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Periodical article Periodical article Leiden University catalogue Leiden University catalogue WorldCat catalogue WorldCat
Title:Environment, Production and Social Difference in the Kalahari Thornveld c.1750-1830
Author:Jacobs, Nancy J.ISNI
Periodical:Journal of Southern African Studies
Geographic term:South Africa
food production
History and Exploration
Peoples of Africa (Ethnic Groups)
Agriculture, Natural Resources and the Environment
External link:https://www.jstor.org/stable/2637677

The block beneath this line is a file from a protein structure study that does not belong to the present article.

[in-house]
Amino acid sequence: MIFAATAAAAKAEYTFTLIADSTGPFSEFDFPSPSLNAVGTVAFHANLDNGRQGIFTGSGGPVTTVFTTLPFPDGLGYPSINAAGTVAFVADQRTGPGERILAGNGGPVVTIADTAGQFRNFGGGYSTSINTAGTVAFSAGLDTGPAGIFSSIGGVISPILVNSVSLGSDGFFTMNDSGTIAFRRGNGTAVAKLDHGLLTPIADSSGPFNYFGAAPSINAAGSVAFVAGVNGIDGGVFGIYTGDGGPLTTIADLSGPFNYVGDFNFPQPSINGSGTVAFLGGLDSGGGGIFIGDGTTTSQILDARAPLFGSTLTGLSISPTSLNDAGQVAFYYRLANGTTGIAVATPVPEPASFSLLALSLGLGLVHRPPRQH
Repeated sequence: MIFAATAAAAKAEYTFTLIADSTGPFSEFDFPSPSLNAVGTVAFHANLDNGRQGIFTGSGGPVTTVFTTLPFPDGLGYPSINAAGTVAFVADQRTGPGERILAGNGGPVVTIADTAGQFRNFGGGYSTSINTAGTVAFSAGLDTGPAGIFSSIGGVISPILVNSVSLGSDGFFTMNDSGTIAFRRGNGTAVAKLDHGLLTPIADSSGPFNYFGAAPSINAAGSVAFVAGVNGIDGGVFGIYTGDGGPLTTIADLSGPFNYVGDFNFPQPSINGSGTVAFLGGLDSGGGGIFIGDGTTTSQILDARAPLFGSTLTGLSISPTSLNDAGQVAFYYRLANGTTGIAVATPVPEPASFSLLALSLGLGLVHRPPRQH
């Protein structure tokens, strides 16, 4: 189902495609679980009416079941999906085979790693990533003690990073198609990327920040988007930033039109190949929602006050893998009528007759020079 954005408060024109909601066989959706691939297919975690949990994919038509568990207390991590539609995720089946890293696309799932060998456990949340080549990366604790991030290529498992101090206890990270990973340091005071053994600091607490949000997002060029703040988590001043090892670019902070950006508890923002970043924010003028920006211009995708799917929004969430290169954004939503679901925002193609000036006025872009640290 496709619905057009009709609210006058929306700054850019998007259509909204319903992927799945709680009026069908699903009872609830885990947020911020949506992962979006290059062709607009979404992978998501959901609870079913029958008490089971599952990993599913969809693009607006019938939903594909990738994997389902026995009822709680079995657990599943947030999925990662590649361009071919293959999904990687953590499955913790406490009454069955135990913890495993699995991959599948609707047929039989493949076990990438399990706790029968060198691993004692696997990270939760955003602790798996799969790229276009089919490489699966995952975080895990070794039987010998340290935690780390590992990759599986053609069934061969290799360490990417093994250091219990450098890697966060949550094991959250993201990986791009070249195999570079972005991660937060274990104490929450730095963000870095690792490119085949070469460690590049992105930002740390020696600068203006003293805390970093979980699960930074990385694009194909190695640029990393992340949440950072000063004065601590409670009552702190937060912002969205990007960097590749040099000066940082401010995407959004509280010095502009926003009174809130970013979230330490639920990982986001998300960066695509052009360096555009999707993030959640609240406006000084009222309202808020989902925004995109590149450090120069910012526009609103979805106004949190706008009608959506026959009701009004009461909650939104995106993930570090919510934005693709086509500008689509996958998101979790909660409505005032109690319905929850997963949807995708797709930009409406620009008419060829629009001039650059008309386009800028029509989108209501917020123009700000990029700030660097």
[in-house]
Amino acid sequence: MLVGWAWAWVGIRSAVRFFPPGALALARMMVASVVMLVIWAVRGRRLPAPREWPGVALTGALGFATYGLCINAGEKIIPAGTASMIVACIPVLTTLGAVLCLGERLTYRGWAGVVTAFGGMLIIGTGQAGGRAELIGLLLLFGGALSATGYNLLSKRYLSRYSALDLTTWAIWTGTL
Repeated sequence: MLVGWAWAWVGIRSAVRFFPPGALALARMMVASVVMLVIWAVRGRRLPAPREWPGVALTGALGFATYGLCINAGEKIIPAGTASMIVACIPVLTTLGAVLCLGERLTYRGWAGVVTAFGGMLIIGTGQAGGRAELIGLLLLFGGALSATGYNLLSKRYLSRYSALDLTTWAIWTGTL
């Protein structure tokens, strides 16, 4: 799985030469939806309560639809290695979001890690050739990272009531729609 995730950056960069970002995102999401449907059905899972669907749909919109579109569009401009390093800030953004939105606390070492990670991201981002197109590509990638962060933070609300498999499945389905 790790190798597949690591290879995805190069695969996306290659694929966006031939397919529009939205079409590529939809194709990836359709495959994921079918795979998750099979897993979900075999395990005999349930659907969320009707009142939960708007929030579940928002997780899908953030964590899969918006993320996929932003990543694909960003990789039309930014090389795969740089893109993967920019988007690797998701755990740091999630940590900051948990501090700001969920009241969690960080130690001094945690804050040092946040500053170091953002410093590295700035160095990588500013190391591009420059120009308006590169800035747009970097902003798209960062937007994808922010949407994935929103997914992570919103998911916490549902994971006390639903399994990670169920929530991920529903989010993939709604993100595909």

Abstract:This article looks at the conjunction of environment, production and social difference in the Tlhaping and Tlharo Tswana chiefdoms in the Kalahari thornveld in an area stretching from northeast of modern Vryburg over Kuruman to west of Olifantshoek in the present-day Northern Cape and North-West Provinces of South Africa. It explores the way in which power related to food production methods after the mid-eighteenth century, when the chiefdoms were established, until the 1820s, when the Tlhaping chiefdom fragmented, and the region came under increasing influence from the Cape frontier, paying attention to production activities, efficacy and environmental suitability. It considers the identities of those engaged in food production practices, and uses this evidence to discuss the significance of difference by class and gender. It describes the transition of the Tlhaping and Tlharo from being foragers, small herders and clients to agropastoralists to being agropastoralists in their own right. People in the thornveld developed a way of providing food for themselves which was adequate for the population of the towns, the households of the fortunate and powerful. Powerful men invested their efforts in stockkeeping, a form of producion most suited to the semi-arid environment. Excluded from this, women practised rain-fed shifting cultivation. The lower classes, or 'balala', were left only with the option of foraging. Notes, ref., sum.